This is significant, in terms of GIPA’s quest to get its proposal considered, because if a plant’s ownership is ruled to have changed, according to the Federal Power Act, that’s considered a material amendment to the application, meaning public notice should be reissued and motions entertained. Jim Besha, the engineer who developed GIPA’s alternative, said that would be an opportunity to make a motion that Erie’s application is “12 years stale, under different owner, and a different proposal, because they changed the capacity several times,” and push for the proceedings to be reopened to competing applications.

Beyond that, however, if regulators have not recognized that the entity holding the license for the Cohoes Falls plant has changed hands, it raises serious questions about the quality of their own due diligence. As Marc Gerstman, GIPA’s counsel, wrote in a January 7, 2008 letter to DEC: “If the DEC is not informed of the new owners, and such information is not publicly available how can the Department . . . be assured of the financial suitability or record of compliance history of any such new partners and therefore, the limited partnership as a whole?”

Several lawyers not involved in the case agreed. “In terms of whether an entity should be able to create a shell and swap the people behind it to hold control of a site,” said Elefant, “it’s questionable whether [under those conditions FERC] is able to carry out its obligation to ensure that a license is in the public interest.”

In fact, if FERC doesn’t consider Erie’s obvious and wholesale partner changes to qualify as a change in ownership, that raises questions far beyond Cohoes Falls. How many of the actual owners of the hydropower plants under FERC’s purview all over the country have not actually been vetted?

It’s hard to know, said Don Garner- Gerhardt of Wisconsin Strategies, who worked on several relicensing projects in Wisconsin when he was on Democratic Congressman David Obey’s staff. “FERC is grossly understaffed,” he said. “Under this administration particularly . . . they’re not real aggressive about pursuing anything that’s going to impact big companies.”

—Miriam Axel-Lute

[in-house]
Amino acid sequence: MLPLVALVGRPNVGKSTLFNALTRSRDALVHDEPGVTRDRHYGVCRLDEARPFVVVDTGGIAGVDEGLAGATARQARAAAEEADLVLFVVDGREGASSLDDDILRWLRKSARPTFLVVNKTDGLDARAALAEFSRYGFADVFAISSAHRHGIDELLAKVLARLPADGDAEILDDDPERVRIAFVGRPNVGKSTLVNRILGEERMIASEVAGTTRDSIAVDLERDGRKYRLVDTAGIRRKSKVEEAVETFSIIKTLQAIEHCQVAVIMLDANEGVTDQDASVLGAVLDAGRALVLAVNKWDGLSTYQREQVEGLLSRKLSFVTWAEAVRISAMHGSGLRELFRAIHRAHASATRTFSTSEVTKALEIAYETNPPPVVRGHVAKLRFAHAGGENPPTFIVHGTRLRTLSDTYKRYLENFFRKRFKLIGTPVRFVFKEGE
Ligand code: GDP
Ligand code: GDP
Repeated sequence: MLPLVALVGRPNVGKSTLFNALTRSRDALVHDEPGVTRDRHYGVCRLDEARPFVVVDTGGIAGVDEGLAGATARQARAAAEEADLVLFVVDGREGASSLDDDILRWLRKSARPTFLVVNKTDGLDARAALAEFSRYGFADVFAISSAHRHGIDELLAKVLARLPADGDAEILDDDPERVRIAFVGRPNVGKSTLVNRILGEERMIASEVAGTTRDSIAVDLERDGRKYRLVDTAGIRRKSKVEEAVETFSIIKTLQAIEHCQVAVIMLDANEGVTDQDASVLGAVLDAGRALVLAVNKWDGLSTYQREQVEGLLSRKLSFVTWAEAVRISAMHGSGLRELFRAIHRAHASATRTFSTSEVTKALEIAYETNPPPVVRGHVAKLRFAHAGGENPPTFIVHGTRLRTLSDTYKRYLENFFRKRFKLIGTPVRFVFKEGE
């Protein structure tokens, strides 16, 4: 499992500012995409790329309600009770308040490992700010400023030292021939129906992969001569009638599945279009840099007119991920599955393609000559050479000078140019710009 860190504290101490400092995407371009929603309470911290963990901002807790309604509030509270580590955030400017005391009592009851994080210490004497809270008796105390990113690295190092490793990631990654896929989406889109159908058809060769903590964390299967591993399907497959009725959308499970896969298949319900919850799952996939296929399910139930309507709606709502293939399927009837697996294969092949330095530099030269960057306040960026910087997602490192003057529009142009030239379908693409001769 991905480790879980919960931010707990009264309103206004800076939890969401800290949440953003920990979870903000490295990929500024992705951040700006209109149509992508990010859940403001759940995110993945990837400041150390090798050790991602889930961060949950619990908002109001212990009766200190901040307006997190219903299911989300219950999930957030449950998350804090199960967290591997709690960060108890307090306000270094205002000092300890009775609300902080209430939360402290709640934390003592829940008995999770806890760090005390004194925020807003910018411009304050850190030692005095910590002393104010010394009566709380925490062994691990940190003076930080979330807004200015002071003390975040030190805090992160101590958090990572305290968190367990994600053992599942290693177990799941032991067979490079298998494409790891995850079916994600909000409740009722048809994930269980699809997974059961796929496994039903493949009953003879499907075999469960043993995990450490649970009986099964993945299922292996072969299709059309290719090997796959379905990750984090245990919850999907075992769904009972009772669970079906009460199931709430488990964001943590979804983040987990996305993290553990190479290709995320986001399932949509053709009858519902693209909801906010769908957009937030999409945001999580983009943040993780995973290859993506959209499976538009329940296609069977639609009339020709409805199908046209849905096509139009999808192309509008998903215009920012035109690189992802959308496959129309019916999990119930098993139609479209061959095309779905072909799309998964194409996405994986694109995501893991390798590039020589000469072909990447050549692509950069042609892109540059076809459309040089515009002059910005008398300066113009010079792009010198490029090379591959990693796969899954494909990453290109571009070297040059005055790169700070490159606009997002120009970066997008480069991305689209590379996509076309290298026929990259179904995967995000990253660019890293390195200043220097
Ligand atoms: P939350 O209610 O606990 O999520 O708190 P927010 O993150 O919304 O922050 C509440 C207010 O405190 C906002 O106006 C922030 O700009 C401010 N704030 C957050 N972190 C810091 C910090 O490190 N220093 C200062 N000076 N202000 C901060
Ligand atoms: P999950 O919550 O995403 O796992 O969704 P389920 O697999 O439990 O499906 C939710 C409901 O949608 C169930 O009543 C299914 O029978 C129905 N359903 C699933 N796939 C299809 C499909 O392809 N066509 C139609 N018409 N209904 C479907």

What a Week

Put It Out

Beijing officials announced that they will move forward with laws that ban smoking from most public spaces in the smog-choked China capital. This is an effort to further reduce pollution in preparation for the summer Olympics, an effort that China reportedly has spent $16 billion on over the past decade. Experts worry that endurance games held in the polluted air will place world-class athletes in danger, as commuters regularly wear face masks just to travel to work. The ban will go into effect May 1.

Just Like Old Times?

Lawmakers didn’t exactly make the deadline for the state budget this week, but they came pretty damn close, thanks to that newfound sense of teamwork so ballyhooed at the Capitol. And practically all the top dogs inside the government and at concerned good-government groups agreed: Considering the seismic disruption of Eliot Spitzer’s explosive scandal and speedy resignation, having the budget done anywhere near ontime was a miracle. Or was it? Some critics worry that the new governor, David Paterson, was too willing to slip back into the three-men-in-a-room style of politicking that dominated New York state for decades. Isn’t there usually reason to worry when career politicians like Sen. Joe Bruno (R-Brunswick) and Assemblyman Jim Tedisco (D-Schenectady) seem so happy?

Google Is Watching You

Google is an insatiable beast, constantly forging new revenue streams, and the Internet Goliath has staked out a new claim: government. The San Francisco Chronicle reported that Google has been working with the government’s top intelligence agencies—CIA, FBI, National Security Agency, and others—to create a super-secret Wiki, called Intellipedia, through which sleuths are able to share data. The paper reported that “agents can log in, depending on their clearance, to Intellipedia’s three tiers of service: top secret, secret and sensitive but unclassified. So far, 37,000 users have established accounts on the network, which contain 35,000 articles encompassing 200,000 pages.” This is part of a broader Google strategy, the article claimed, to attract those overflowing government dollars, incorporating its powerful search capabilities into all levels of government.

Loose Ends

-no loose ends this week-